MINISTERING AMID PANDEMONIUM
BY JAMES A. DUPREE
As technological progress continues, it axiomatically leads to increasing rates of stress, overload, complexity, and change, speed,
debt, and meaninglessness. Yet how can we protect ourselves, or families and our churches from the exhaustion and burnout of our age? The following suggestions may provide some relief, both for you and for those you minister to.
Put more control in your life.
Learn to laugh
Generate good will. The greatest thing we can do to buffer ourselves against the ravages of stress is to continually spread good will to those around us.
Limit negatives. Stop negative self-criticism. Limit your time with negative people.
Stop digging. If you’re in a hole, the first rule is to quit digging. If you’re overloaded, start saying “NO!”
Accept your limitations. God is the author of limitations, and He gave them to us for our protection. We violate them at our peril. Defend you boundaries. Establish appropriate boundaries and defend them against the onslaught of an extraordinarily demanding world.
Prune the activity branches. Like new branches on a fruit tree, additional activities and commitments add themselves to our lives every year, often without our permission.
Value simplicity. No one ever lived a simpler, more unencumbered than Jesus. De-accumulate. Everything we own also owns us. Each possession must be cared for, maintained and paid for.
Control the “paper tumor.” Every year the amount of paper and information it contains seems to metastasize without pity. When at all possible, use the “OHIO” rule – “Only Handle It Once.”
Restrain technology. Maintain a healthy skepticism of any new technology and don’t buy it unless you can control it.
Value traditions. Identify the traditions in your personal, family and church life that have special significance and protect them vigorously.
Establish stability zones. People generally benefit from having certain areas in their lives where change is kept to a minimum, and stability and reliability are assured.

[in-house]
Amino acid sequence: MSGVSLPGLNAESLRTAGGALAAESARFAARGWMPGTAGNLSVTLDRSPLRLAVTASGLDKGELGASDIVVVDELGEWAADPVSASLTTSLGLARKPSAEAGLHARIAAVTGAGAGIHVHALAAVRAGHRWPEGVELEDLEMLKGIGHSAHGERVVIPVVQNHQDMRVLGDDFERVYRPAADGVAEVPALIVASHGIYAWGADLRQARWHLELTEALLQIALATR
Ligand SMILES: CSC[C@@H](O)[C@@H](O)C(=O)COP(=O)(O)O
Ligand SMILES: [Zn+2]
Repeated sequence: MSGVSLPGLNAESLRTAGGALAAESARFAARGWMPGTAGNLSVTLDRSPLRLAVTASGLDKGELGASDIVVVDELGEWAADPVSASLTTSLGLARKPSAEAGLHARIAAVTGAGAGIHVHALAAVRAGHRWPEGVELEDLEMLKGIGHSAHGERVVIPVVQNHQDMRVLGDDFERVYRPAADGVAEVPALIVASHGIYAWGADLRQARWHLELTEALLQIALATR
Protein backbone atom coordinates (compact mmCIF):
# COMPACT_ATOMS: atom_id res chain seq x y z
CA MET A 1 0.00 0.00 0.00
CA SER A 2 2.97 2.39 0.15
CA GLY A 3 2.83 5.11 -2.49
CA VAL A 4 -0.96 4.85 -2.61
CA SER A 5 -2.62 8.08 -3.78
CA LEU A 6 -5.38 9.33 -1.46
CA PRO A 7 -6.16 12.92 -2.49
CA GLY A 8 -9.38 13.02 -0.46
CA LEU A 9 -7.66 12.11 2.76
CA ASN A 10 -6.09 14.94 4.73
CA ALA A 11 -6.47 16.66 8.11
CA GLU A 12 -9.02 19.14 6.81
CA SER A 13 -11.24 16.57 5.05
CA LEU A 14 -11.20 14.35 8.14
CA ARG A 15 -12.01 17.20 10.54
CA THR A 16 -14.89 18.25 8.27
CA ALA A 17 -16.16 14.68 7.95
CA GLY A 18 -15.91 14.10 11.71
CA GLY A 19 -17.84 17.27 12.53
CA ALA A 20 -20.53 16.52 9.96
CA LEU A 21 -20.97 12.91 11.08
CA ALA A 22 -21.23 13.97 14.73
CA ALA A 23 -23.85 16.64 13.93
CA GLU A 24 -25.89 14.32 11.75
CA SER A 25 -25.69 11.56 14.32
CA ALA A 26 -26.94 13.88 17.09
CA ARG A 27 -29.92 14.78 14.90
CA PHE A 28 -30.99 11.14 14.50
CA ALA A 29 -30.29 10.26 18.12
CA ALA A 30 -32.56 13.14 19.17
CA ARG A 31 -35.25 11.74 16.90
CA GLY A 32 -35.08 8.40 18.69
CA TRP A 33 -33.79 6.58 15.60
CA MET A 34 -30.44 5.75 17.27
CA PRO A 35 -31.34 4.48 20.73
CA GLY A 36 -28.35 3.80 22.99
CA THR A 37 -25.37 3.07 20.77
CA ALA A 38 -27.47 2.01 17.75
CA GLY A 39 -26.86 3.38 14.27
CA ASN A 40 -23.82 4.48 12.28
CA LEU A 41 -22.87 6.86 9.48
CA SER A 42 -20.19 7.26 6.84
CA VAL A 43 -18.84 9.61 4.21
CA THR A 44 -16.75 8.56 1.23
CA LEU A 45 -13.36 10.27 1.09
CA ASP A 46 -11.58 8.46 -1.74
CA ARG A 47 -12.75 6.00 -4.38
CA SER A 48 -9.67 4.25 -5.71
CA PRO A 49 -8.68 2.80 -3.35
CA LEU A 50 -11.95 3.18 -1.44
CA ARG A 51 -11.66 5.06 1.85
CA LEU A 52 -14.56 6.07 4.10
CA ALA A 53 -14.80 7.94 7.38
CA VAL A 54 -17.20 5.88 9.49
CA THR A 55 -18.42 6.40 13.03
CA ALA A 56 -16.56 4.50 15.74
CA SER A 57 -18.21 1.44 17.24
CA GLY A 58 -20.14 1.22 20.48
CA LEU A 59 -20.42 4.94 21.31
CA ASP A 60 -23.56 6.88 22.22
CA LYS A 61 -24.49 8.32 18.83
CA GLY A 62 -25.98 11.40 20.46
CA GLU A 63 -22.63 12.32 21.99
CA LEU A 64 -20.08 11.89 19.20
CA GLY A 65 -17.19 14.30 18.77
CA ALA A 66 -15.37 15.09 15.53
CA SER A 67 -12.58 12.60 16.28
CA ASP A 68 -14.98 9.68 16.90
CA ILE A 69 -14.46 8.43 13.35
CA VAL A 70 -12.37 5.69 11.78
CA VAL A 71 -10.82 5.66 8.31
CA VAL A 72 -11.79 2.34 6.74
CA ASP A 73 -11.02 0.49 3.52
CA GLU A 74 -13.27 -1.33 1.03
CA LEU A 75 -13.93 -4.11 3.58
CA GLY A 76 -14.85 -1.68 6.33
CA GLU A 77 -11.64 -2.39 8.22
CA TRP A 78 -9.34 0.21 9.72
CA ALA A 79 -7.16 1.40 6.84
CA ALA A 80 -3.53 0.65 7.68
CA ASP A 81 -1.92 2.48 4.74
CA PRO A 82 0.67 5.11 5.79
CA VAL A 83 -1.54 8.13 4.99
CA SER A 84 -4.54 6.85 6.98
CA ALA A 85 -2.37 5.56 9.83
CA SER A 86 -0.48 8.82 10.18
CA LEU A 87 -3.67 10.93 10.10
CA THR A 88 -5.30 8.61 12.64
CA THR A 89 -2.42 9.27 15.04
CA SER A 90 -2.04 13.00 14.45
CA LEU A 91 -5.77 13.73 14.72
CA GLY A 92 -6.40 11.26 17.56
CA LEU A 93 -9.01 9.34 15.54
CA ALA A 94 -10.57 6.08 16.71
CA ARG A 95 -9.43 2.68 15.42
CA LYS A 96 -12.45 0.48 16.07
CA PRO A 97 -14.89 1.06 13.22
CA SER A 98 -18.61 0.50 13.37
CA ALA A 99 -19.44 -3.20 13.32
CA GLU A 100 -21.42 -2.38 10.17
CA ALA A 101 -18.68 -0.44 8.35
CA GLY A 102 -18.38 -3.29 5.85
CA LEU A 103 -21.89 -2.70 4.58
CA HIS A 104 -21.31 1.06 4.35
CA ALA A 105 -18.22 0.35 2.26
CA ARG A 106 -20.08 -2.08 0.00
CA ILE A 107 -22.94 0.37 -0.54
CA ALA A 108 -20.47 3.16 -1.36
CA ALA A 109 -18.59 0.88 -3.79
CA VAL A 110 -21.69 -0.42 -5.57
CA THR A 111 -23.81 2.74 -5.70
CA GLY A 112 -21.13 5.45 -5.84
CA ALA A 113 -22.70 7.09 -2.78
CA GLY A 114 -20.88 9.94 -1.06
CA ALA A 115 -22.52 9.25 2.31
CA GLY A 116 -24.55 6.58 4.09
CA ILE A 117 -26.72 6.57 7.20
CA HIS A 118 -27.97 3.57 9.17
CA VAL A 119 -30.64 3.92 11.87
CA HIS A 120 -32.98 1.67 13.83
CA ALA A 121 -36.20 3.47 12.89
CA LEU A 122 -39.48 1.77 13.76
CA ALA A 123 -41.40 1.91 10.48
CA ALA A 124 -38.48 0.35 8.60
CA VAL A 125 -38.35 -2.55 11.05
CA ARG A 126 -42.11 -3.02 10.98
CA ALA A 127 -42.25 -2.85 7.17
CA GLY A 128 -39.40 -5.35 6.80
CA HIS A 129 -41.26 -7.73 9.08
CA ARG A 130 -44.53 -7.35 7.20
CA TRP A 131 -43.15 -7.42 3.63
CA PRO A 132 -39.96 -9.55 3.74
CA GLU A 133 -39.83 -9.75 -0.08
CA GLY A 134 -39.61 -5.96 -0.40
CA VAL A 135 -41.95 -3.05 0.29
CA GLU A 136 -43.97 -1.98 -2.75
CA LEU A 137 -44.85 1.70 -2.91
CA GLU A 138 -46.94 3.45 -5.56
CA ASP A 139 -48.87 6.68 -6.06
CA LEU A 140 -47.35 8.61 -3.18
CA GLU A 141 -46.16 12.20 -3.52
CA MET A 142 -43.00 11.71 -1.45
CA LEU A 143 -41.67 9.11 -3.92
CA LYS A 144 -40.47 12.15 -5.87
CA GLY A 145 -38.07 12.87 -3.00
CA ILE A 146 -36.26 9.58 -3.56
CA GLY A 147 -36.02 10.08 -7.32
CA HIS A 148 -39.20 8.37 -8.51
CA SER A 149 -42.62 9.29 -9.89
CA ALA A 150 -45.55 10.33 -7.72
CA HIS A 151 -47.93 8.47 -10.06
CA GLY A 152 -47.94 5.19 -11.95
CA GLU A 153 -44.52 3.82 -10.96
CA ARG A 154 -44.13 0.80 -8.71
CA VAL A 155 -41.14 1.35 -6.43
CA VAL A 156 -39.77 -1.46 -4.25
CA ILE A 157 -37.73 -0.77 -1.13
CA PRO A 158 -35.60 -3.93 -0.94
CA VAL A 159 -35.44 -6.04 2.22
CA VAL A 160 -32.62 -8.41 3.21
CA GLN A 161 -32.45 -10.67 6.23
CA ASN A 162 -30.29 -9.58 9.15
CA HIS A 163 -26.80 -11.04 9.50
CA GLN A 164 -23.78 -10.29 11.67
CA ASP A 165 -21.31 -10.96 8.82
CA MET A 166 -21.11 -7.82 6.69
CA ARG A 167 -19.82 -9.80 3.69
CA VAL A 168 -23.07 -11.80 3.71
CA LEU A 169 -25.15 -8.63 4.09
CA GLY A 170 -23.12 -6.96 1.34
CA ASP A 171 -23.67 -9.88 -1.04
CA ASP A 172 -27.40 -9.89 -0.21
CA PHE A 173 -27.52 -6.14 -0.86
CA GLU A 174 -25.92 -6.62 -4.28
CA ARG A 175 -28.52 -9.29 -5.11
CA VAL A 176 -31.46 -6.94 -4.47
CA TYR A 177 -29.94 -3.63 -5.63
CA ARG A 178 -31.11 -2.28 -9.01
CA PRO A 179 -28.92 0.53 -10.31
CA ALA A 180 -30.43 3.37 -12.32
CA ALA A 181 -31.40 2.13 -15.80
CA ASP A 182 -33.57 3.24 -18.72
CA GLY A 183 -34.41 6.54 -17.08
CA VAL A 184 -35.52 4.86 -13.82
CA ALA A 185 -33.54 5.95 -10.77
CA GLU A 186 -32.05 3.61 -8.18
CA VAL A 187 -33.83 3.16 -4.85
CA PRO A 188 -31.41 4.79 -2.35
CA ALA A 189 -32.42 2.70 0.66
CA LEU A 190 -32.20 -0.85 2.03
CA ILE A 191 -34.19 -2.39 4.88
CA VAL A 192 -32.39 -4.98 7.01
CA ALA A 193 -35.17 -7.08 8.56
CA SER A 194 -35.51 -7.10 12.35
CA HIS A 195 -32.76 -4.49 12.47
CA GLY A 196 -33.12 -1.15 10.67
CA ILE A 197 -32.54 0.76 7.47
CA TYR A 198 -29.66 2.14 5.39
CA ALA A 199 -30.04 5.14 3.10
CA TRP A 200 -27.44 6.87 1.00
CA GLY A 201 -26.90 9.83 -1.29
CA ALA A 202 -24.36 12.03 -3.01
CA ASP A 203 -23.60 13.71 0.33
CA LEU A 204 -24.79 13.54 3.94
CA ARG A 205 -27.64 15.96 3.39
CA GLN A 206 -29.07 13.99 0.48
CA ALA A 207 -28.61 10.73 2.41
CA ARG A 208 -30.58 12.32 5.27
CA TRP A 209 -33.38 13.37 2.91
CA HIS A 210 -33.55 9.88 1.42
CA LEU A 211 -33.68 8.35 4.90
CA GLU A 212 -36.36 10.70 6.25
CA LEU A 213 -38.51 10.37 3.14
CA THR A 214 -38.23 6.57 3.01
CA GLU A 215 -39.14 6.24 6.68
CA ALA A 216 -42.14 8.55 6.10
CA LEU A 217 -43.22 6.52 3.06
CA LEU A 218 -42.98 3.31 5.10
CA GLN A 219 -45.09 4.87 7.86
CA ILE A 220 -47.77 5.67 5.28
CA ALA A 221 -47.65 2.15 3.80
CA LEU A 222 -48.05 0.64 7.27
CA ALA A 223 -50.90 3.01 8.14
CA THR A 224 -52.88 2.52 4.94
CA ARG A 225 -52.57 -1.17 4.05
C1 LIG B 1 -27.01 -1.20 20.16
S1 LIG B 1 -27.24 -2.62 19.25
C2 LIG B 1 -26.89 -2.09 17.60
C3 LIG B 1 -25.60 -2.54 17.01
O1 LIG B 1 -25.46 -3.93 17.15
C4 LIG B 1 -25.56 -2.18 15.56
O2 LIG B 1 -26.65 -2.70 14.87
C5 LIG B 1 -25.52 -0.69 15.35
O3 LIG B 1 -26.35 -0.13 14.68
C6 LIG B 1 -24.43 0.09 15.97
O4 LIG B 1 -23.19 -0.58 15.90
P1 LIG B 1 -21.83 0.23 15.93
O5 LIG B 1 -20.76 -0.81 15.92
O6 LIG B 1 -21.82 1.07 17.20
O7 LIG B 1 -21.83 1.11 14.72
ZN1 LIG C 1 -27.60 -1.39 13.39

Move less often. Church leaders are often called on to relocate frequently. But at a time when the rest of the world continues to
change so wildly, leaders who have a choice may want to consider the benefits of greater longevity in one position.
Consciously slow your pace. Despite what you might think, it really is possible to slow down. We just have to say NO more often.
Scrutinize “timesaving” technologies. Most timesaving devices don’t actually save time.
Control interruptions. The average manager in America, according to one study, is interrupted 75 times a day. Because the telephone is the primary culprit in this mischief, find creative ways to disarm it.
Practice contentment. Although contentment is commanded and commended in Scripture, it is rarely practiced among today’s Christians.
Subtract from your “needs” and desire less. There are two ways to get enough. One is to continue to accumulate more and more. The other is to desire less. Tune out advertisements. Wage war against advertisements, most of which are designed for no other purpose than to create a need.
Decrease your debt. Debt is a noose, and Satan is the hangman. Resist the consumptive lifestyle, and avoid impulse buying.
Create a margin of emotional energy. Pay close attention to the vitality of your relationships.
Create a margin in your use of time. Get less done, but do the right things. Set aside time to relax, but be available when the
interruptions are for the purpose of God.
THE ABOVE MATERIAL WAS DOWNLOADED FROM WWW.PREACHIT.ORG.
THIS MATERIAL IS COPYRIGHTED AND MAY BE USED FOR STUDY AND RESEARCH PURPOSES ONLY.